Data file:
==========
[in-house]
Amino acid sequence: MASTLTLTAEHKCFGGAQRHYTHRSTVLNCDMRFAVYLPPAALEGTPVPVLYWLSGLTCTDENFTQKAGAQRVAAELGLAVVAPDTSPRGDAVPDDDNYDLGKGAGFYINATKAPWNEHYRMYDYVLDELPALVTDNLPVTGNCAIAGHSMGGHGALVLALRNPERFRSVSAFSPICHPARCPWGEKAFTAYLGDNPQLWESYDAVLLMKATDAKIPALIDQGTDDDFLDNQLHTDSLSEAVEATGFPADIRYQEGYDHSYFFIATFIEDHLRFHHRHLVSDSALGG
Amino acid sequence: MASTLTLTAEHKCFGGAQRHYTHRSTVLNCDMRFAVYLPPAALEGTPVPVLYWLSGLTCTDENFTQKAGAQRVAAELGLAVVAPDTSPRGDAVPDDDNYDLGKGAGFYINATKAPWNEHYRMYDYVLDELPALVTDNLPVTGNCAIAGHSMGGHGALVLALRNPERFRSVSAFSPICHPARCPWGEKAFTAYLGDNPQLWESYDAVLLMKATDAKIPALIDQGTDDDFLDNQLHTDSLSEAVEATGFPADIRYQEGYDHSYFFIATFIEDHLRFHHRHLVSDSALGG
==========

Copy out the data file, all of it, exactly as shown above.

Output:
[in-house]
Amino acid sequence: MASTLTLTAEHKCFGGAQRHYTHRSTVLNCDMRFAVYLPPAALEGTPVPVLYWLSGLTCTDENFTQKAGAQRVAAELGLAVVAPDTSPRGDAVPDDDNYDLGKGAGFYINATKAPWNEHYRMYDYVLDELPALVTDNLPVTGNCAIAGHSMGGHGALVLALRNPERFRSVSAFSPICHPARCPWGEKAFTAYLGDNPQLWESYDAVLLMKATDAKIPALIDQGTDDDFLDNQLHTDSLSEAVEATGFPADIRYQEGYDHSYFFIATFIEDHLRFHHRHLVSDSALGG
Amino acid sequence: MASTLTLTAEHKCFGGAQRHYTHRSTVLNCDMRFAVYLPPAALEGTPVPVLYWLSGLTCTDENFTQKAGAQRVAAELGLAVVAPDTSPRGDAVPDDDNYDLGKGAGFYINATKAPWNEHYRMYDYVLDELPALVTDNLPVTGNCAIAGHSMGGHGALVLALRNPERFRSVSAFSPICHPARCPWGEKAFTAYLGDNPQLWESYDAVLLMKATDAKIPALIDQGTDDDFLDNQLHTDSLSEAVEATGFPADIRYQEGYDHSYFFIATFIEDHLRFHHRHLVSDSALGG